Music performances by each high school’s band, choir and orchestra groups are included. The ice cream social is a major fund-raiser for the music programs and assists with general music expenses throughout the year.

Lee’s Summit R-7 School District meets proposed criteria for state’s top accreditation through MSIP 5 accountability system

The Lee’s Summit R-7 School District is on track to earn the state’s top designation for academic achievement following the Aug. 29 release of Missouri assessment scores. This is the 14th year in a row that the R-7 School District has qualified for the state’s accredited with distinction status, which has been available for 14 years.

Missouri’s Department of Elementary and Secondary Education is implementing a new state report card for public schools, and the state’s board of education has yet to finalize criteria for the top accreditation level, known as accredited with distinction. But based on the Lee’s Summit R-7 score on the 2013-14 Annual Performance Report (APR), the local school district would qualify for the preliminary criteria for this highest recognition. Lee’s Summit R-7 received a total of 129.5 out of a possible 140 points on the APR, earning 92.5 percent.

The Annual Performance Reports (APR) are included in the Missouri School Improvement Program accountability system (MSIP 5). The Missouri Department of Elementary and Secondary Education introduced a new state-wide grade card for public school districts during 2013.

The most recent Annual Performance Report, based on the 2013-14 school year, continues a tradition of R-7 School District student success. The local district has met qualifications for the state’s highest recognition for academic achievement for 14 years, which is as long as the top designation has existed.

“Meeting the state’s benchmarks for Missouri’s top recognition year after year is a noteworthy accomplishment, and we are grateful to our district’s educators, our students and their families,” said Dr. David McGehee, R-7 superintendent. “While we are pleased with the results and the strong Annual Performance Report score, we have seen dips in some areas and will be closely examining all results to determine how we can make improvements that will both impact test scores and, more importantly, ensure that our students are successful.”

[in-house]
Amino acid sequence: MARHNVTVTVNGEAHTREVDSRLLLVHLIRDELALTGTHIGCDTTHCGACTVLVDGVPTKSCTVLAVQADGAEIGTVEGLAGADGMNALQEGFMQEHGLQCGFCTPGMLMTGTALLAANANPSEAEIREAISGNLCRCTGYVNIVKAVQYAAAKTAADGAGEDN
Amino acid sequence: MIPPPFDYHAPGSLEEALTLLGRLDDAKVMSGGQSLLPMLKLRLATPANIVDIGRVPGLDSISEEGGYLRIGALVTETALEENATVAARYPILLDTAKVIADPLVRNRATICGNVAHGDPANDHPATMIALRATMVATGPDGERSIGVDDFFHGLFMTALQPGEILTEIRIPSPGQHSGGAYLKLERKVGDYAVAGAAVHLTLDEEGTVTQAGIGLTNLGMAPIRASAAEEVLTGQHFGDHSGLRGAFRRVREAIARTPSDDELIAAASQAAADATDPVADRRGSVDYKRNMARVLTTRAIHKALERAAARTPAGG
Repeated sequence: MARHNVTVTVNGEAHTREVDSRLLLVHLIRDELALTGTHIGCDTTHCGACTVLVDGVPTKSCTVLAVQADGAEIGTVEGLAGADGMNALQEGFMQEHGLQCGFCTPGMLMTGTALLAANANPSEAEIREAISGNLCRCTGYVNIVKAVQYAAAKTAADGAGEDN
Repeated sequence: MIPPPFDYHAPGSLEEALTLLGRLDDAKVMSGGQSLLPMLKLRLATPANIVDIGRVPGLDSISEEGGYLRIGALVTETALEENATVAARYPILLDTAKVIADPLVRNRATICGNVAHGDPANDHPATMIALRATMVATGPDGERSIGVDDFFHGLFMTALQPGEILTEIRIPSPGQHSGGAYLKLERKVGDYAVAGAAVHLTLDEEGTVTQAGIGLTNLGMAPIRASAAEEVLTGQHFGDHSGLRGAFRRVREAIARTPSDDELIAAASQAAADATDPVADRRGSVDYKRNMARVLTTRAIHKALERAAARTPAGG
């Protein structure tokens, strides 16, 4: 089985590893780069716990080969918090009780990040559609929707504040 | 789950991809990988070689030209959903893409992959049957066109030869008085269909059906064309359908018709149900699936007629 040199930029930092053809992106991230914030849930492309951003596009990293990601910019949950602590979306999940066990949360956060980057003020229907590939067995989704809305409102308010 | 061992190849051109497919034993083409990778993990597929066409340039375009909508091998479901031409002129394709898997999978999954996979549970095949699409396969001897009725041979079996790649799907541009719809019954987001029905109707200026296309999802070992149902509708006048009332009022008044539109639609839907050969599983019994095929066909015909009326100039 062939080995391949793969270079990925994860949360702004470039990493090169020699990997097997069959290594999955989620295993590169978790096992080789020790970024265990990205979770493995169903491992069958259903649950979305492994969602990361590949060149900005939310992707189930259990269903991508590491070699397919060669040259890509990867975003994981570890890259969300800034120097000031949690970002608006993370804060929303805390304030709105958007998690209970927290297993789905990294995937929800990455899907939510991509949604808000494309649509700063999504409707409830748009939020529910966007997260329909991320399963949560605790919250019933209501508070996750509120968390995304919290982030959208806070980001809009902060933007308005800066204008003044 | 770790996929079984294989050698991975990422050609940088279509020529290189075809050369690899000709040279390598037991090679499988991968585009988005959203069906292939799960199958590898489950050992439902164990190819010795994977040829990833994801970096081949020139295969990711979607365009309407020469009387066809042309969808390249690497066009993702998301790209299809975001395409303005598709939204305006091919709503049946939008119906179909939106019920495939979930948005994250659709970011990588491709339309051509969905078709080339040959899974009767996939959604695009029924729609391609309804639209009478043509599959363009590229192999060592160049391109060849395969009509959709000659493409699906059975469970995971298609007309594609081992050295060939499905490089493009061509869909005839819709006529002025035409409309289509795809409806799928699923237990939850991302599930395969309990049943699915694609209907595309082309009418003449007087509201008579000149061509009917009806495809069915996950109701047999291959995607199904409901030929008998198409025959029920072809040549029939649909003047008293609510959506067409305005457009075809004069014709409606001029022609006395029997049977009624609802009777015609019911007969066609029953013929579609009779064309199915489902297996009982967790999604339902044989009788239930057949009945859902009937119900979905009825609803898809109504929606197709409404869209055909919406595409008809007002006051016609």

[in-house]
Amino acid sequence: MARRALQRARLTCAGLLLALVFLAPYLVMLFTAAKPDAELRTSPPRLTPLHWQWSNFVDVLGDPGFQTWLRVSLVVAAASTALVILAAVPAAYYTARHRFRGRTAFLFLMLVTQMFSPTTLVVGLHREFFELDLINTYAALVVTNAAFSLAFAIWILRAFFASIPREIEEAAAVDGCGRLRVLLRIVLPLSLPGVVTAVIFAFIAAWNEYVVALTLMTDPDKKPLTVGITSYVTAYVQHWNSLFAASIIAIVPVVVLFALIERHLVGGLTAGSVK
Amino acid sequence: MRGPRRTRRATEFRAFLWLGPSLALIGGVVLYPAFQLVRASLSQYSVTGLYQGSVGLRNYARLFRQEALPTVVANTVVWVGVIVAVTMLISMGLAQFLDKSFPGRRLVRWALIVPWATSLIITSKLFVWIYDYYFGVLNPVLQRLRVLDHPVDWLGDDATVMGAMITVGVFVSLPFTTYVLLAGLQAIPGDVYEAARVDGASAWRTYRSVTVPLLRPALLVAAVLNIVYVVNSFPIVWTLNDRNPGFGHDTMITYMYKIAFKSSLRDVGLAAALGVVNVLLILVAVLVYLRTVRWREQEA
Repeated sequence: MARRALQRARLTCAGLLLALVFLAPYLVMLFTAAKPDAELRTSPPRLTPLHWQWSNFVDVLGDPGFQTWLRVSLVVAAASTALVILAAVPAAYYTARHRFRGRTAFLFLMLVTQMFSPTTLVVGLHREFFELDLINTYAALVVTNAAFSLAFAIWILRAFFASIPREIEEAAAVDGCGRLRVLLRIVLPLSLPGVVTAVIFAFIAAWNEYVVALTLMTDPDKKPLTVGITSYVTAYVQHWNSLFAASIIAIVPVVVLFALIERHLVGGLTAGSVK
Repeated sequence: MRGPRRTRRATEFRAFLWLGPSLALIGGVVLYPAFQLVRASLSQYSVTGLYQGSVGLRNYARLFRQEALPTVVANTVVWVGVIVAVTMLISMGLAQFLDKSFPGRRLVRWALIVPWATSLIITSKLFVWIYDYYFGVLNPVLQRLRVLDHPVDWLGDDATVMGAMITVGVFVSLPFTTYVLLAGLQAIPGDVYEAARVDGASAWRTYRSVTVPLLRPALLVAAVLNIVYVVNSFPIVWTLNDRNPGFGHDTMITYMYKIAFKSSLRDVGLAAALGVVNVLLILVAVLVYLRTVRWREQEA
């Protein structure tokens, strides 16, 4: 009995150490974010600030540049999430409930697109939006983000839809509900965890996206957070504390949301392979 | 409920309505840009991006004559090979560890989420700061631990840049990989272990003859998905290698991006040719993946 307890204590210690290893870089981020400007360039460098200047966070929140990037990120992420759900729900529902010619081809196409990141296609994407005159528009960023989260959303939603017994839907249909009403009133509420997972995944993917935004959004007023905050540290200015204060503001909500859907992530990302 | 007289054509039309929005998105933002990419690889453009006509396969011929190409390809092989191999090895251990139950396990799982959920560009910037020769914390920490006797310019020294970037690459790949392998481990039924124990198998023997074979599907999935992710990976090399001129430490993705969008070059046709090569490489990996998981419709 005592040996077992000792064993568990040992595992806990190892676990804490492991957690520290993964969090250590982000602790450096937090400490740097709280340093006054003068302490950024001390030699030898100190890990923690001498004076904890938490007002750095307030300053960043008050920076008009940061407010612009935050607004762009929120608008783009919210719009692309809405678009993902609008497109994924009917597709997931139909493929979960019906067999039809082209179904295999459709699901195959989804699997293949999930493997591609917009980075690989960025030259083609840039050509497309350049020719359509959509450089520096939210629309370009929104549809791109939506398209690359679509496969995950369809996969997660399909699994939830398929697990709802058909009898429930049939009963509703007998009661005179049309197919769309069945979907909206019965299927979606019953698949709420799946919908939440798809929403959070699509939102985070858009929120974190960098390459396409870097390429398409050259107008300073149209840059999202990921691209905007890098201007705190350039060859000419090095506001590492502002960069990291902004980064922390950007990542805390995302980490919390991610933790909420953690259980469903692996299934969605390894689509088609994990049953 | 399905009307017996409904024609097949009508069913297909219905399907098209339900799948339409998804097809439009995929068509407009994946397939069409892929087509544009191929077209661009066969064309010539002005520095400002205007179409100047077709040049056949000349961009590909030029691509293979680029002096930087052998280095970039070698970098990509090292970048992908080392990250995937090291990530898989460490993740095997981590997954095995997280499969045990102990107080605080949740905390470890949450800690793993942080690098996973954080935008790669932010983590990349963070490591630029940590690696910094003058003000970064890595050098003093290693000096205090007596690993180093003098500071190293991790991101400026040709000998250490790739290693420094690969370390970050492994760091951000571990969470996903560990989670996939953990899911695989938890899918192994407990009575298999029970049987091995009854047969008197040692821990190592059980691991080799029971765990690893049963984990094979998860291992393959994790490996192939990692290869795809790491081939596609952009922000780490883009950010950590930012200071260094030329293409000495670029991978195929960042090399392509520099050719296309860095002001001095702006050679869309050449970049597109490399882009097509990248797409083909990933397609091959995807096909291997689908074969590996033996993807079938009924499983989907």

Although the state assessments are an important component in measuring school districts, Dr. McGehee emphasized that they are one of many methods used to determine success.

“Performance on an annual state test tells you no more about the success of your schools than taking your temperature once a year does about the state of your overall health,” he said.

“The state tests definitely have their value, and our school district and school leaders will continue to analyze the student performance data to evaluate trends, identify areas for growth and opportunities to enhance student learning,” Dr. McGehee said.

“Missouri is known throughout the United States for its high standards for academic performance on state assessments,” the R-7 superintendent added, “and we can be especially proud that our schools are performing well in a state with such rigorous standards.”

MSIP 5 is designed to show how well each public school district is meeting the state’s education standards and is used to review and accredit Missouri school districts. Although Lee’s Summit R-7 scores have placed the district among the state’s top districts for many years, staff members are constantly focused on improvement. R-7 educators use the MSIP 5 information and other accountability measures to enhance learning and academic achievement for each student.

Like all Missouri districts, Lee’s Summit R-7 is in a transition phase as part of the state-wide conversion to the new Missouri Learning Standards. Numerous districts within Missouri, as well as other states, saw declines in test scores during this transition to the new standards.

The MSIP 5 Annual Performance Report includes five major standards – academic achievement, subgroup achievement, college and career ready, attendance and graduation rates – and R-7 students scored well in all five categories.